Posted by July 14, 2017

Ocean Radar Detects Mini Tsunami 40 Minutes before Impact

  • Fig. 1 (Credit: Helzel Messtechnik GmbH)
  • Fig. 2 (Credit: Helzel Messtechnik GmbH)
  • Fig. 3 (Credit: Helzel Messtechnik GmbH)
  • Fig. 4 (Credit: Helzel Messtechnik GmbH)
  • Fig. 1 (Credit: Helzel Messtechnik GmbH) Fig. 1 (Credit: Helzel Messtechnik GmbH)
  • Fig. 2 (Credit: Helzel Messtechnik GmbH) Fig. 2 (Credit: Helzel Messtechnik GmbH)
  • Fig. 3 (Credit: Helzel Messtechnik GmbH) Fig. 3 (Credit: Helzel Messtechnik GmbH)
  • Fig. 4 (Credit: Helzel Messtechnik GmbH) Fig. 4 (Credit: Helzel Messtechnik GmbH)

In May 2017 the Dutch coast was hit with a “mini tsunami” that brought a flood wave more than 2 meters tall, sweeping away beach chairs, boats and parasols.

No one was seriously injured, thanks to the fact that the wave reached the beaches very early in the morning, at about 5:30 am local time.
About 50 kilometers southwest of Zandvoort there are two WERA ocean radar systems installed at Monster and Ouddorp. These systems are owned by Rijkswaterstaat (a part of the Ministry of Infrastructure and the Environment) and measure the ocean currents around the entrance of the Port of Rotterdam. The operational frequency is 16.175 MHz providing a coverage of up to 70 kilometers offshore to measure ocean surface current velocity and direction. Even though WERA can be used for Tsunami detection as well, these particular systems are operated in a standard oceanographic mode. For this reason no tsunami alert was issued by the systems.  
Nevertheless, after reprocessing the acquired WERA raw measurements from both systems using the original WERA Tsunami detection software, specific ocean current signatures, generated by the approaching tsunami-like wave, can be seen clearly more than 40 minutes before the wave flooded the coast near Zandvoort.
Although the mini tsunami monitored at the Dutch coast was not a real tsunami, but a so called “stokes flow” or meteotsunami, the flooding effect at the coast was similar. This phenomenon is quite rare in the North Sea region, but it is widely known and caused damages at various places around the world, such as the Mediterranean coast, in Asia, Australia and North America.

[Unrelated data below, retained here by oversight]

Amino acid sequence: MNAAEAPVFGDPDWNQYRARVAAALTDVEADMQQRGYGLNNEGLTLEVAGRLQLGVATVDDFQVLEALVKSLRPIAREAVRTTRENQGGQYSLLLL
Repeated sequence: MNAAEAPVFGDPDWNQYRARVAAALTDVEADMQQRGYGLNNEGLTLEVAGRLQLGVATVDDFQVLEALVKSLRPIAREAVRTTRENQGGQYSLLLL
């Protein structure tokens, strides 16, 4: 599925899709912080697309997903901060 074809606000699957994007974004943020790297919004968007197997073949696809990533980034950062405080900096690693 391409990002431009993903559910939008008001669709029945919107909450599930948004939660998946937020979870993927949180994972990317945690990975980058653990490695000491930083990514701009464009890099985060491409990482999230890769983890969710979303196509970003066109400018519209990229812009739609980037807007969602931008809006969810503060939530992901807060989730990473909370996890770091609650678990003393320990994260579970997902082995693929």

Tsunami detection by means of an ocean radar based on the effect that an approaching tsunami wave is generating a unique signature of the ocean surface current. This current signature can be detected by an ocean radar already far off the coast.
Since 2011, a robust real-time tsunami detection software for WERA is available and already installed in Asia and America.  The software provides maps of tsunami probability in near real-time as well as an alert message transfer. The tsunami probability is displayed for each grid point of the radar coverage. Using such approach, the WERA system provides a visualization of the tsunami alert far offshore and therefore supports decision-making process at the disaster warning centers to issue an alarm. 
On October 14, 2016, the WERA tsunami detection system installed near Tofino on Vancouver Island, Canada, issued an automatic Tsunami alert. A Tsunami signature in the surface currents was detected about 60 kilometers offshore, more than 20 minutes before the wave reached the shore.
The days around October 14 were characterized by strong winds and rough sea state caused by the remnants of typhoon Songda 2016, a tropical disturbance formed west-south-west of Hawaii which struck the Pacific Northwest region of the United States and Canada as a powerful extratropical cyclone. The sudden change in atmospheric pressure caused the meteotsunami observed near the coast of Tofino.
It was the first time that a tsunami was detected in real-time by HF Radar in operational Tsunami mode. Although this meteotsunami was a small one with a wave height of 20 centimeters only, the signature was seen clearly. This event demonstrates the very high sensitivity, reliability and potential of WERA for tsunami detection and its value for early warning systems.
The development of this unique Tsunami detection and alerting software was already started in 2005 after the 2004 Tsunami in the Indian Ocean. HELZEL Messtechnik in cooperation with the University of Hamburg developed methods to recognize the Tsunami generated signatures in the surface currents which are superimposed onto the usual ocean currents typically driven by tides, winds or river outflow.
The array type version of the ocean radar WERA has the unique performance to provide ocean current data in high resolution within a delay of just 2 minutes which is sufficient for time critical applications like Tsunami warning. For this reason, Helzel offers the Tsunami package with its high-end WERA systems only and not for the compact ones.
In Europe, these WERA systems are not yet used for tsunami alerting even though several stations are operational for oceanographic purposes. The systems can be upgraded easily by modifying the hardware and installing a Tsunami software package.
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